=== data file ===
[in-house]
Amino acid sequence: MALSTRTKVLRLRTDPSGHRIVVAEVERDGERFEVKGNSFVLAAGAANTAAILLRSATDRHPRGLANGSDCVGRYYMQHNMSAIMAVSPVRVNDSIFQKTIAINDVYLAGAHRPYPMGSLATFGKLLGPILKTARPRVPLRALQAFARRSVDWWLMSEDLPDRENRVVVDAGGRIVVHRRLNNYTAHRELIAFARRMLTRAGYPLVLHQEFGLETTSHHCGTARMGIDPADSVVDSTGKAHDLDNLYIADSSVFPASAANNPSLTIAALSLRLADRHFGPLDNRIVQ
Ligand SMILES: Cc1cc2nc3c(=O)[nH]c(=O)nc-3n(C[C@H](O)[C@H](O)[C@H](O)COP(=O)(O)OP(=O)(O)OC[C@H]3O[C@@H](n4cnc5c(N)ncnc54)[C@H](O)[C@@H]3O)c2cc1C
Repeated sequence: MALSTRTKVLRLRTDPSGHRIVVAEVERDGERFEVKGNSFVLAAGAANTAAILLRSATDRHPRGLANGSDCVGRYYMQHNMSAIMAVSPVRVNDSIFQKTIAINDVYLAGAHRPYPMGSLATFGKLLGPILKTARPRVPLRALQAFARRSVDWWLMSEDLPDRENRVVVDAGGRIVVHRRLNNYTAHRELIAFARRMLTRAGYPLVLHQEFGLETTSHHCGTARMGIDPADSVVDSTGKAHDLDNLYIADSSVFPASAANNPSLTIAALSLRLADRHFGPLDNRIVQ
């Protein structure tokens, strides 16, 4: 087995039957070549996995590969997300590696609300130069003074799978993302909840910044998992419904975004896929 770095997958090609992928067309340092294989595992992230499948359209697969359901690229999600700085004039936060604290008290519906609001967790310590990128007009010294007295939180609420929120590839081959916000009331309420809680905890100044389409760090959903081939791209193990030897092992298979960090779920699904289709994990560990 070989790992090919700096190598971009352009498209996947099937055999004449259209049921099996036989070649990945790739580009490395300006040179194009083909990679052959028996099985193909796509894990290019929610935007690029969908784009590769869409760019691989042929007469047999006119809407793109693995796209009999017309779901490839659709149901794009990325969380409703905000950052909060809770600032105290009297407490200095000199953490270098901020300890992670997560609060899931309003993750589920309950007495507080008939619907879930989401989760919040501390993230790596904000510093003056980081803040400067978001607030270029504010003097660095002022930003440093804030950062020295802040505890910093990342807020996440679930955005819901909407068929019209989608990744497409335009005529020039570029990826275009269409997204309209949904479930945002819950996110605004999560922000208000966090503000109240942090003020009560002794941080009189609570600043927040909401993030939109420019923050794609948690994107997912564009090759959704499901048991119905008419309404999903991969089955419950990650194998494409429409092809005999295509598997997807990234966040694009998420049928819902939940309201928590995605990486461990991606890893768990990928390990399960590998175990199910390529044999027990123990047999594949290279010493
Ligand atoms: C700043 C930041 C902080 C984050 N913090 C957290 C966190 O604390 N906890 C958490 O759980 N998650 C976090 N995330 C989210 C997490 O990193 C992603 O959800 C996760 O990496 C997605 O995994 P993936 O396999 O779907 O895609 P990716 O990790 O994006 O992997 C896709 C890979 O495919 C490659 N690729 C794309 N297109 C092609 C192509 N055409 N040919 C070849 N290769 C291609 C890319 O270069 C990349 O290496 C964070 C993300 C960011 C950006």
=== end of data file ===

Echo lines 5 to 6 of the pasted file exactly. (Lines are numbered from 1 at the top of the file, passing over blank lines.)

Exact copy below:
């Protein structure tokens, strides 16, 4: 087995039957070549996995590969997300590696609300130069003074799978993302909840910044998992419904975004896929 770095997958090609992928067309340092294989595992992230499948359209697969359901690229999600700085004039936060604290008290519906609001967790310590990128007009010294007295939180609420929120590839081959916000009331309420809680905890100044389409760090959903081939791209193990030897092992298979960090779920699904289709994990560990 070989790992090919700096190598971009352009498209996947099937055999004449259209049921099996036989070649990945790739580009490395300006040179194009083909990679052959028996099985193909796509894990290019929610935007690029969908784009590769869409760019691989042929007469047999006119809407793109693995796209009999017309779901490839659709149901794009990325969380409703905000950052909060809770600032105290009297407490200095000199953490270098901020300890992670997560609060899931309003993750589920309950007495507080008939619907879930989401989760919040501390993230790596904000510093003056980081803040400067978001607030270029504010003097660095002022930003440093804030950062020295802040505890910093990342807020996440679930955005819901909407068929019209989608990744497409335009005529020039570029990826275009269409997204309209949904479930945002819950996110605004999560922000208000966090503000109240942090003020009560002794941080009189609570600043927040909401993030939109420019923050794609948690994107997912564009090759959704499901048991119905008419309404999903991969089955419950990650194998494409429409092809005999295509598997997807990234966040694009998420049928819902939940309201928590995605990486461990991606890893768990990928390990399960590998175990199910390529044999027990123990047999594949290279010493
Ligand atoms: C700043 C930041 C902080 C984050 N913090 C957290 C966190 O604390 N906890 C958490 O759980 N998650 C976090 N995330 C989210 C997490 O990193 C992603 O959800 C996760 O990496 C997605 O995994 P993936 O396999 O779907 O895609 P990716 O990790 O994006 O992997 C896709 C890979 O495919 C490659 N690729 C794309 N297109 C092609 C192509 N055409 N040919 C070849 N290769 C291609 C890319 O270069 C990349 O290496 C964070 C993300 C960011 C950006």